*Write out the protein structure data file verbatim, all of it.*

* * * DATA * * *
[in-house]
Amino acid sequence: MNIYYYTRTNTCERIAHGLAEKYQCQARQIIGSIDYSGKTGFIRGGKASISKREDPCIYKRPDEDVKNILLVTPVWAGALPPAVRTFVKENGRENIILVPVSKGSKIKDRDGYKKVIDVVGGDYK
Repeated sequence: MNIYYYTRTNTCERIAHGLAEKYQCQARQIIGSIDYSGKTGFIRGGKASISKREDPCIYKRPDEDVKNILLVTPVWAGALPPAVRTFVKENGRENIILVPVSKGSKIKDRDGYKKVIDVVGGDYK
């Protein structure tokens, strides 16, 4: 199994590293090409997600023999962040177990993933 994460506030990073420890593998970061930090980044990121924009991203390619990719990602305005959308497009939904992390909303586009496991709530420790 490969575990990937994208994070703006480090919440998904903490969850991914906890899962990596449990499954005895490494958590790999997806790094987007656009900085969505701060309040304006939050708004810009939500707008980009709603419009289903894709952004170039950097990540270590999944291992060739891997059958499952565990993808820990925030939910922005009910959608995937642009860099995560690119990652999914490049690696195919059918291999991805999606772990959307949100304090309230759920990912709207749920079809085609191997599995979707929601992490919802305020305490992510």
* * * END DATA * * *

[in-house]
Amino acid sequence: MNIYYYTRTNTCERIAHGLAEKYQCQARQIIGSIDYSGKTGFIRGGKASISKREDPCIYKRPDEDVKNILLVTPVWAGALPPAVRTFVKENGRENIILVPVSKGSKIKDRDGYKKVIDVVGGDYK
Repeated sequence: MNIYYYTRTNTCERIAHGLAEKYQCQARQIIGSIDYSGKTGFIRGGKASISKREDPCIYKRPDEDVKNILLVTPVWAGALPPAVRTFVKENGRENIILVPVSKGSKIKDRDGYKKVIDVVGGDYK
């Protein structure tokens, strides 16, 4: 199994590293090409997600023999962040177990993933 994460506030990073420890593998970061930090980044990121924009991203390619990719990602305005959308497009939904992390909303586009496991709530420790 490969575990990937994208994070703006480090919440998904903490969850991914906890899962990596449990499954005895490494958590790999997806790094987007656009900085969505701060309040304006939050708004810009939500707008980009709603419009289903894709952004170039950097990540270590999944291992060739891997059958499952565990993808820990925030939910922005009910959608995937642009860099995560690119990652999914490049690696195919059918291999991805999606772990959307949100304090309230759920990912709207749920079809085609191997599995979707929601992490919802305020305490992510």